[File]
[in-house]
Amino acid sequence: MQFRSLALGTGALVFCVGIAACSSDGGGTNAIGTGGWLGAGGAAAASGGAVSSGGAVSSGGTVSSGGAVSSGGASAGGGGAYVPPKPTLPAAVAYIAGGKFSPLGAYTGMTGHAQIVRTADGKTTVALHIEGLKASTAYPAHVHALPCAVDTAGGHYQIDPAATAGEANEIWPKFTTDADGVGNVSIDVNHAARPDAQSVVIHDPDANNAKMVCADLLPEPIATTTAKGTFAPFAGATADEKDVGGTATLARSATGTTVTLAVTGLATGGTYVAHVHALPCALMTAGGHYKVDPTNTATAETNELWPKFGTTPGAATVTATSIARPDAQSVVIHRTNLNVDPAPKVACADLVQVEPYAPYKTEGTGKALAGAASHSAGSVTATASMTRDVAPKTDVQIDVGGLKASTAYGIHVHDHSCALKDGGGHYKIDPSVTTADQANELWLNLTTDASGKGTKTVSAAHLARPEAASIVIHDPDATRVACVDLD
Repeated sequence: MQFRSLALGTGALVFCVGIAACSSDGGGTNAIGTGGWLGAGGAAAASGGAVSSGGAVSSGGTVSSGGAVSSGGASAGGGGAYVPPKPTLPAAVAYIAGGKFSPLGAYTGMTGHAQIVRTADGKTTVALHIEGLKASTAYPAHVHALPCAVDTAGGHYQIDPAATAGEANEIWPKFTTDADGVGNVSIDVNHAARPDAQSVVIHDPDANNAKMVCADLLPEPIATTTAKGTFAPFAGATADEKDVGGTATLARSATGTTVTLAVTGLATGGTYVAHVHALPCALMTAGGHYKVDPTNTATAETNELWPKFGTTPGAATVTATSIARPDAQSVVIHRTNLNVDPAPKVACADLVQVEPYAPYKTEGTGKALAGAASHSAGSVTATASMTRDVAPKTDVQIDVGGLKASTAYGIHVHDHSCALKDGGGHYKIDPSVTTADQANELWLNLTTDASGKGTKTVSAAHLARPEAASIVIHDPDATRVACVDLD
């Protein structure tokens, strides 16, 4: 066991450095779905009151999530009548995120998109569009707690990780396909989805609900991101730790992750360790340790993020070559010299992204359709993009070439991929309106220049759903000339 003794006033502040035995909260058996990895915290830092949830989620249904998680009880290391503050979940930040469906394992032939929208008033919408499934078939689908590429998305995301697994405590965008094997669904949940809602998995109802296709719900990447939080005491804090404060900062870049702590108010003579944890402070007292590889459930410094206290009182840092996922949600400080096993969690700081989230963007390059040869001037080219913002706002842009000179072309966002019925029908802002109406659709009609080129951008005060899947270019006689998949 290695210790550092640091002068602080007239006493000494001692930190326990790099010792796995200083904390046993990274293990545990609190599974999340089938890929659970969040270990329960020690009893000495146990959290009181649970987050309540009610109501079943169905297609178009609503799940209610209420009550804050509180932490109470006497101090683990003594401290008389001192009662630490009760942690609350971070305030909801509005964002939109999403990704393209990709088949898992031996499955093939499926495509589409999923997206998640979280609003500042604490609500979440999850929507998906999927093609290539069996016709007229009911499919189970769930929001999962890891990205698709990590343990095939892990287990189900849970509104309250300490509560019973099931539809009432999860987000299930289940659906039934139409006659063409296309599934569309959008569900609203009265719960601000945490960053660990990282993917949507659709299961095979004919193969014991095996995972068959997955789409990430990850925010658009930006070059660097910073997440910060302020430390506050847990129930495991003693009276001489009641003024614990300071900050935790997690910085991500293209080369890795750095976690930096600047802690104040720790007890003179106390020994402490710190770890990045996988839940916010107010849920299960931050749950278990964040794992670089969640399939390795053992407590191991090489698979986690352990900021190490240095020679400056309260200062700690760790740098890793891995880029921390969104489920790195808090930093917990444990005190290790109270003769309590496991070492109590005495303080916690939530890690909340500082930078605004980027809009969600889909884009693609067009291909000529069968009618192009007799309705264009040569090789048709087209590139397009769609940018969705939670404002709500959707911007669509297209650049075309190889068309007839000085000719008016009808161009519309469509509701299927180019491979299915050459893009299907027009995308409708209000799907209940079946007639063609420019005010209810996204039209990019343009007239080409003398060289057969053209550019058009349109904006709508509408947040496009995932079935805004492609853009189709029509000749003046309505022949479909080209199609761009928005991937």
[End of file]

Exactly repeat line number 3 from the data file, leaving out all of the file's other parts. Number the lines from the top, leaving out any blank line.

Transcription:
Repeated sequence: MQFRSLALGTGALVFCVGIAACSSDGGGTNAIGTGGWLGAGGAAAASGGAVSSGGAVSSGGTVSSGGAVSSGGASAGGGGAYVPPKPTLPAAVAYIAGGKFSPLGAYTGMTGHAQIVRTADGKTTVALHIEGLKASTAYPAHVHALPCAVDTAGGHYQIDPAATAGEANEIWPKFTTDADGVGNVSIDVNHAARPDAQSVVIHDPDANNAKMVCADLLPEPIATTTAKGTFAPFAGATADEKDVGGTATLARSATGTTVTLAVTGLATGGTYVAHVHALPCALMTAGGHYKVDPTNTATAETNELWPKFGTTPGAATVTATSIARPDAQSVVIHRTNLNVDPAPKVACADLVQVEPYAPYKTEGTGKALAGAASHSAGSVTATASMTRDVAPKTDVQIDVGGLKASTAYGIHVHDHSCALKDGGGHYKIDPSVTTADQANELWLNLTTDASGKGTKTVSAAHLARPEAASIVIHDPDATRVACVDLD